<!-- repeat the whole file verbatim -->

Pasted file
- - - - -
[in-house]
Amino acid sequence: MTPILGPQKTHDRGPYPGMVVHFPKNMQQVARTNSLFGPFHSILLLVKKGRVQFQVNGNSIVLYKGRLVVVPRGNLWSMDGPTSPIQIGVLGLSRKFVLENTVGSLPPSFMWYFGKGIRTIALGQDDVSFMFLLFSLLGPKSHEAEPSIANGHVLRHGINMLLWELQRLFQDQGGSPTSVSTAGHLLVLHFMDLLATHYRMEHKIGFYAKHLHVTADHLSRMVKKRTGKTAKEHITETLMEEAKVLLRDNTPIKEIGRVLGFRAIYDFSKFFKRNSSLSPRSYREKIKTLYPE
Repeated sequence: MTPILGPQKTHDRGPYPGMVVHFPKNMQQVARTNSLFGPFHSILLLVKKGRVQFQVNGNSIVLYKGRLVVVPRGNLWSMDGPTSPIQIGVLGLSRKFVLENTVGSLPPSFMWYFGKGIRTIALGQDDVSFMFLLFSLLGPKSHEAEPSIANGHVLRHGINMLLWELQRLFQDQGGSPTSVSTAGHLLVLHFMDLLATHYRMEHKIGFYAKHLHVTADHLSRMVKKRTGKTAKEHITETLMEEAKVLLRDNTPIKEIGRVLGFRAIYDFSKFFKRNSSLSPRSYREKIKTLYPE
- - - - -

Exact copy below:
[in-house]
Amino acid sequence: MTPILGPQKTHDRGPYPGMVVHFPKNMQQVARTNSLFGPFHSILLLVKKGRVQFQVNGNSIVLYKGRLVVVPRGNLWSMDGPTSPIQIGVLGLSRKFVLENTVGSLPPSFMWYFGKGIRTIALGQDDVSFMFLLFSLLGPKSHEAEPSIANGHVLRHGINMLLWELQRLFQDQGGSPTSVSTAGHLLVLHFMDLLATHYRMEHKIGFYAKHLHVTADHLSRMVKKRTGKTAKEHITETLMEEAKVLLRDNTPIKEIGRVLGFRAIYDFSKFFKRNSSLSPRSYREKIKTLYPE
Repeated sequence: MTPILGPQKTHDRGPYPGMVVHFPKNMQQVARTNSLFGPFHSILLLVKKGRVQFQVNGNSIVLYKGRLVVVPRGNLWSMDGPTSPIQIGVLGLSRKFVLENTVGSLPPSFMWYFGKGIRTIALGQDDVSFMFLLFSLLGPKSHEAEPSIANGHVLRHGINMLLWELQRLFQDQGGSPTSVSTAGHLLVLHFMDLLATHYRMEHKIGFYAKHLHVTADHLSRMVKKRTGKTAKEHITETLMEEAKVLLRDNTPIKEIGRVLGFRAIYDFSKFFKRNSSLSPRSYREKIKTLYPE